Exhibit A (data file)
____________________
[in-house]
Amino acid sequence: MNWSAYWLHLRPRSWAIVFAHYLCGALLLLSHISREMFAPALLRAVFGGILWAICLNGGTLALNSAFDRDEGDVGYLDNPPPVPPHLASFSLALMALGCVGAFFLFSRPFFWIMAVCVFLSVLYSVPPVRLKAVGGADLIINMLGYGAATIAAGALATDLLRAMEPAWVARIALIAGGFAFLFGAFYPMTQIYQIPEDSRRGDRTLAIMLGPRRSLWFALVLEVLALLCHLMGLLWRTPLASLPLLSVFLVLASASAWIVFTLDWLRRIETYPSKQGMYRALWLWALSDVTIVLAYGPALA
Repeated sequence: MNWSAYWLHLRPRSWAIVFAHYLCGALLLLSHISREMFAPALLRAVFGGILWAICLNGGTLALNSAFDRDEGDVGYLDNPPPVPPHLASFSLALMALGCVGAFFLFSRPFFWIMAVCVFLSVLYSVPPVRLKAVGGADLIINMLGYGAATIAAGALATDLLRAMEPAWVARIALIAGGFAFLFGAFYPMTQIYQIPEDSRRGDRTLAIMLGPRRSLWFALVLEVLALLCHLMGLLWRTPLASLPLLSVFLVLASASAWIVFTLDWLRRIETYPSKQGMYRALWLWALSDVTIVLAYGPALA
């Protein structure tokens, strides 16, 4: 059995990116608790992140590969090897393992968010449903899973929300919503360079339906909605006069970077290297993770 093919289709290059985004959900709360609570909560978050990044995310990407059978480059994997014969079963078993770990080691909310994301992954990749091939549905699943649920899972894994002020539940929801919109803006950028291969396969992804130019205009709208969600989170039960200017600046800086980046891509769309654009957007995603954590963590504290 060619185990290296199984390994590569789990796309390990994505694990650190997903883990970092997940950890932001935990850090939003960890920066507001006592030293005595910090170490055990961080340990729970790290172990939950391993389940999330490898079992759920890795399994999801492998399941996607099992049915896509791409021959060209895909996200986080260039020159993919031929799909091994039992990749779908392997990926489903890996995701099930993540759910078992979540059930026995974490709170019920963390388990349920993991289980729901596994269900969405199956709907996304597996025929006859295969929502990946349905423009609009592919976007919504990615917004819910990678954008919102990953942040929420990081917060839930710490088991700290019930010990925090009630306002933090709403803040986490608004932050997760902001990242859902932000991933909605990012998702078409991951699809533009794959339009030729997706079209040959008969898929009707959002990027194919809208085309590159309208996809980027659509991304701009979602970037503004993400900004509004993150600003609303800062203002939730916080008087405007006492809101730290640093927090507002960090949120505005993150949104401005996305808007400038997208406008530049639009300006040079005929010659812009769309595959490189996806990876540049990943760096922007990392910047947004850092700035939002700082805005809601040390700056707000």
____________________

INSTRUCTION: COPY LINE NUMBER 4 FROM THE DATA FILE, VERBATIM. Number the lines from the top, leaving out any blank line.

């Protein structure tokens, strides 16, 4: 059995990116608790992140590969090897393992968010449903899973929300919503360079339906909605006069970077290297993770 093919289709290059985004959900709360609570909560978050990044995310990407059978480059994997014969079963078993770990080691909310994301992954990749091939549905699943649920899972894994002020539940929801919109803006950028291969396969992804130019205009709208969600989170039960200017600046800086980046891509769309654009957007995603954590963590504290 060619185990290296199984390994590569789990796309390990994505694990650190997903883990970092997940950890932001935990850090939003960890920066507001006592030293005595910090170490055990961080340990729970790290172990939950391993389940999330490898079992759920890795399994999801492998399941996607099992049915896509791409021959060209895909996200986080260039020159993919031929799909091994039992990749779908392997990926489903890996995701099930993540759910078992979540059930026995974490709170019920963390388990349920993991289980729901596994269900969405199956709907996304597996025929006859295969929502990946349905423009609009592919976007919504990615917004819910990678954008919102990953942040929420990081917060839930710490088991700290019930010990925090009630306002933090709403803040986490608004932050997760902001990242859902932000991933909605990012998702078409991951699809533009794959339009030729997706079209040959008969898929009707959002990027194919809208085309590159309208996809980027659509991304701009979602970037503004993400900004509004993150600003609303800062203002939730916080008087405007006492809101730290640093927090507002960090949120505005993150949104401005996305808007400038997208406008530049639009300006040079005929010659812009769309595959490189996806990876540049990943760096922007990392910047947004850092700035939002700082805005809601040390700056707000």